Reviews | Texas is waging war on ‘In God We Trust’ posters in public schools


SOUTHLAKE, Tex. — Under a new state law, public schools by now “must post in a conspicuous place in every building…a durable poster or framed copy of the national motto of the United States, ‘In God We Trust”. “The main requirements are that the signs must have been donated to the school and must display both the American and Texan flags.

God and country, in other words. But even if you think this message is appropriate for public education (and I don’t), some follow-up questions still arise in our multicultural, multifaith country: whose God do we trust?

And who is “us”, anyway?

Sravan Krishna, a parent in the Carroll Independent School District in this largely white Dallas-Fort Worth suburb, decided to put the law, known as SB 797, to the test.

So, in accordance with district rules, Krishna, who is part of a group called Dignity for All Texas Students, formally requested to be put on the agenda for Monday’s school board meeting. His request was denied, he told me, so he decided to show up for the meeting anyway.

After the middle school students read the Pledge of Allegiance, the floor was opened for public comment. Krishna was the first. He picked up a white box and brought it to the lectern for the three minutes allotted to him.

Follow Karen Attiahthe opinions ofFollow

First, Krishna held up a framed poster that had the word “God” in LGBT rainbow colors. He had another with “In God We Trust” written in Arabic. “I’m here today to present…the ‘In God We Trust’ posters to schools,” he said. “I would like to ask you to come and accept it.”

The room was quiet – and the school board seemed ready to take up Krishna’s challenge.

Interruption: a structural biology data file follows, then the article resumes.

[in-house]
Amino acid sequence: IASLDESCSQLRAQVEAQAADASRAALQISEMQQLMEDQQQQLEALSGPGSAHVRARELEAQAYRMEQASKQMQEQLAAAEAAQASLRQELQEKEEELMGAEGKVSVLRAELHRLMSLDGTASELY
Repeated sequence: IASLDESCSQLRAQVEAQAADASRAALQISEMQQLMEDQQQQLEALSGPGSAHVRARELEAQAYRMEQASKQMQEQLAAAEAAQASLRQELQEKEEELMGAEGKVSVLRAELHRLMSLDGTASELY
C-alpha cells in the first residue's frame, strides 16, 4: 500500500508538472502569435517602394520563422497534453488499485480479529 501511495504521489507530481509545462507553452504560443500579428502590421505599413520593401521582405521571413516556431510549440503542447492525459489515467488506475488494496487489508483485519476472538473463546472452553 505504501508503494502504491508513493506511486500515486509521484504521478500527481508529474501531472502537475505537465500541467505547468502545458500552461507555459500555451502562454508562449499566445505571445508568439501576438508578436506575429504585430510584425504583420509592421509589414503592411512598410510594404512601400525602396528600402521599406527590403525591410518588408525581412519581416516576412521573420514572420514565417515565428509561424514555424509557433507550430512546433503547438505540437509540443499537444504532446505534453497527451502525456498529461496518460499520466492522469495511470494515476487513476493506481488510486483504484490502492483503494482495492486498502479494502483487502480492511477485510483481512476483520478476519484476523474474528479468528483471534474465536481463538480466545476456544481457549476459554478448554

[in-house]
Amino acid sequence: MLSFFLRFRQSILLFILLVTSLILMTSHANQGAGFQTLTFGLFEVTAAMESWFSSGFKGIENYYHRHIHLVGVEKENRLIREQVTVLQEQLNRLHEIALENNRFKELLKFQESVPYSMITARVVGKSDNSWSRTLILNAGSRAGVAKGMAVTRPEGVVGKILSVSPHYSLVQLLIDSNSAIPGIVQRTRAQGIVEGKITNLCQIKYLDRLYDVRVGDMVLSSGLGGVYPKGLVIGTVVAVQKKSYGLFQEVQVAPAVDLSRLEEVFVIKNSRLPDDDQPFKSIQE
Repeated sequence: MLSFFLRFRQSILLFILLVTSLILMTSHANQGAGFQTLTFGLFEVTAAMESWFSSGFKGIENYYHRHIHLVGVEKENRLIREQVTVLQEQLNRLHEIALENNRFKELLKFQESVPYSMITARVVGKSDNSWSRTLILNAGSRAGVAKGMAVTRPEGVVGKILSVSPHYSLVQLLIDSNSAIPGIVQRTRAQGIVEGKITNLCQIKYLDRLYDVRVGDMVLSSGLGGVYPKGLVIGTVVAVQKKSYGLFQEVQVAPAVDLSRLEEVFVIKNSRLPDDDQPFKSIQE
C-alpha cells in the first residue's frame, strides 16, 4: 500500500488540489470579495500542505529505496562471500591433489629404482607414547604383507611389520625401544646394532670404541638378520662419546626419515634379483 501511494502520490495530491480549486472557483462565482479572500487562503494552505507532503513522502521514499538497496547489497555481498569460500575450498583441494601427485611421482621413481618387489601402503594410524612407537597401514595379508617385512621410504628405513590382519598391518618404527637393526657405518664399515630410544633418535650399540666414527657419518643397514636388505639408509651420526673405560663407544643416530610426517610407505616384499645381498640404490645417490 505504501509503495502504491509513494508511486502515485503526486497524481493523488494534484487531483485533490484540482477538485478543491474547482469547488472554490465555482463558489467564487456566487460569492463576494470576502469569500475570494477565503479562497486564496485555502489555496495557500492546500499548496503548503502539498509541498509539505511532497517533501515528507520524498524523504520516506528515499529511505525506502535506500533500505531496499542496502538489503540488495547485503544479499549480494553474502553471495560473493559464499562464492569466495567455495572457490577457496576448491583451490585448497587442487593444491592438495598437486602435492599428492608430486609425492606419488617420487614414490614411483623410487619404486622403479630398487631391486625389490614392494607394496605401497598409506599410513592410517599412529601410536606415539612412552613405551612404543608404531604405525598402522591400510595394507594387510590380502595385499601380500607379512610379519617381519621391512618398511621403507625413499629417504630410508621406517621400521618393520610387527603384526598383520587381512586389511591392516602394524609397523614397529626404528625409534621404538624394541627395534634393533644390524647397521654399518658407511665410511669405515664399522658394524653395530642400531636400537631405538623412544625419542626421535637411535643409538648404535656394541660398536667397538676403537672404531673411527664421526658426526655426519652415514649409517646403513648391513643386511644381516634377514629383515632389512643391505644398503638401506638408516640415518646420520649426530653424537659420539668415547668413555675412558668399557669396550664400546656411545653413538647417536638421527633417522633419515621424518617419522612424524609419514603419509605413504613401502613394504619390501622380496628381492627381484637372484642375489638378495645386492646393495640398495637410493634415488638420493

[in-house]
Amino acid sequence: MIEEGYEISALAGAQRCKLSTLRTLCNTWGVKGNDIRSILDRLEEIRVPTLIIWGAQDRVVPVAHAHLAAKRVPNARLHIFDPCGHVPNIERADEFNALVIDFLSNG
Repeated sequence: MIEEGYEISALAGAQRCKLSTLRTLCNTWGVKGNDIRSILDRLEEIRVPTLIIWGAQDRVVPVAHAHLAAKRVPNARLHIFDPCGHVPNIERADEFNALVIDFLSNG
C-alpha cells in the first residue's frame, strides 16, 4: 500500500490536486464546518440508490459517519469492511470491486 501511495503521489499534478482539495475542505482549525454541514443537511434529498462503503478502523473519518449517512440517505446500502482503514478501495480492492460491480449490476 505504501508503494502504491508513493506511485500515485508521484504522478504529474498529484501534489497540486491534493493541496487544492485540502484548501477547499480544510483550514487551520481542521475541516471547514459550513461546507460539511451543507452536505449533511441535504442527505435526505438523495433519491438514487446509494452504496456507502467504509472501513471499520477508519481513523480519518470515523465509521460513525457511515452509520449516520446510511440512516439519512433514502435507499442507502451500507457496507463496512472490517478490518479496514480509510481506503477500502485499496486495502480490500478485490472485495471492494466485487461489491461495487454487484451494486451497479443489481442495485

Board chairman Cameron Bryan read a prepared statement, thanking Krishna but noting that “In God We Trust” signs had already been donated to the district – by conservative Christian wireless service provider Patriot Mobile.

“As you may know,” Bryan told Krishna, “DSIC accepted, as required by law, the donation of SB 797 at the August 15 board meeting. all 11 campuses plus the administration building now have the poster in accordance with SB 797.” Bryan said the law “does not contemplate requiring the district to display more than one copy at a time.”

Apparently the council interpreted “a” poster to mean just “a” poster, but Krishna still had time, and he had his answer ready. “I’m not leaving,” he said. “It doesn’t say you have to stop at one, so it’s your decision to stop at one. Why isn’t more of God good?

“It’s also our national motto,” he said, “so I think it’s kind of un-American to reject posters of our national motto.”

The room was silent and filled with tension as Krishna showed the rest of the posters on the board. Finally, a beep sounds signaling the end of his time. “It’s my time,” he said defiantly. “I can do whatever I want with it. Do with it.” Then he returned to his seat.

I went to the Carroll ISD meeting because the impasse there is at the heart of the larger battle in this country. As I wrote, Texas is on the front line. The people who wrote SB 797 know exactly what god they are talking about, and who “we” is meant to indicate – and who it is not. The new law is part of the reactionary right-wing white supremacist rot that is spreading at such an alarming rate not just here in Texas, but across the country.

But which vision of America is the fairest? The Krishna posters represent God and America in the form of threatened voices – LGBTQ and Arabic-speaking people – and they weren’t produced by wealthy businessmen but by the Southlake Anti-Racism Coalition, a group of current and former students of the Carroll School District.

“We and the children just want to feel included,” Krishna told me after the meeting. “We are also taxpayers and voters.” Other reunion attendees I spoke to wanted to do “In God We Trust” in Spanish and Braille, saying it would be a true representation of the growing diversity of the Southlake community.

Why is Southlake so afraid of diversity – more variations of God and Americanness? What’s so threatening in a panoply of posters representing America in all its faces and in all its forms? Carroll ISD could have led by example of inclusion and progress. Instead, its leaders are participating in a token attack on democratic participation.

A poster storm could still be brewing. Krishna said his organization would band together and explore other possible remedies. Other community members wondered aloud if they could legally challenge Carroll ISD’s decision. Their determination is as noble as the hypocrisy of Carroll ISD is shameless and sad.

It’s the year of our Lord 2022, for God’s sake. We shouldn’t have to try to kill the old dragons of discrimination and white supremacy.

Comments are closed.